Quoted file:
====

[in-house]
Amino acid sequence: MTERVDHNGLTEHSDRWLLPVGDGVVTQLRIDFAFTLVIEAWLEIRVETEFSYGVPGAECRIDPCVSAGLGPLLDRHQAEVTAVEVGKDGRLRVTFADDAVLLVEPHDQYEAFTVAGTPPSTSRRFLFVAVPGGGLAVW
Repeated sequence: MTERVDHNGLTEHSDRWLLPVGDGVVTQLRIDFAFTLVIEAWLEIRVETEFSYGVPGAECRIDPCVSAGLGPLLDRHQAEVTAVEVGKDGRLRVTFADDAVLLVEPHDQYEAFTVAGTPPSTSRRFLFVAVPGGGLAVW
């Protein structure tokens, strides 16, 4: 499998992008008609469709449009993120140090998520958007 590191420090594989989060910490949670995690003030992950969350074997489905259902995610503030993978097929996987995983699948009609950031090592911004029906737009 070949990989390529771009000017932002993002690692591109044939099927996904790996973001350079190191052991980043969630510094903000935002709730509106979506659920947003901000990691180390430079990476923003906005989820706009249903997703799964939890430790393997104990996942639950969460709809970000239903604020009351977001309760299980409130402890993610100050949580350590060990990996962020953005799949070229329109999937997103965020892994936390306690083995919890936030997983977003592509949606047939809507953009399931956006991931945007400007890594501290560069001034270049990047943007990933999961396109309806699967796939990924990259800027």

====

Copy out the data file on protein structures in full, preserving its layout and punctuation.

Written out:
[in-house]
Amino acid sequence: MTERVDHNGLTEHSDRWLLPVGDGVVTQLRIDFAFTLVIEAWLEIRVETEFSYGVPGAECRIDPCVSAGLGPLLDRHQAEVTAVEVGKDGRLRVTFADDAVLLVEPHDQYEAFTVAGTPPSTSRRFLFVAVPGGGLAVW
Repeated sequence: MTERVDHNGLTEHSDRWLLPVGDGVVTQLRIDFAFTLVIEAWLEIRVETEFSYGVPGAECRIDPCVSAGLGPLLDRHQAEVTAVEVGKDGRLRVTFADDAVLLVEPHDQYEAFTVAGTPPSTSRRFLFVAVPGGGLAVW
């Protein structure tokens, strides 16, 4: 499998992008008609469709449009993120140090998520958007 590191420090594989989060910490949670995690003030992950969350074997489905259902995610503030993978097929996987995983699948009609950031090592911004029906737009 070949990989390529771009000017932002993002690692591109044939099927996904790996973001350079190191052991980043969630510094903000935002709730509106979506659920947003901000990691180390430079990476923003906005989820706009249903997703799964939890430790393997104990996942639950969460709809970000239903604020009351977001309760299980409130402890993610100050949580350590060990990996962020953005799949070229329109999937997103965020892994936390306690083995919890936030997983977003592509949606047939809507953009399931956006991931945007400007890594501290560069001034270049990047943007990933999961396109309806699967796939990924990259800027």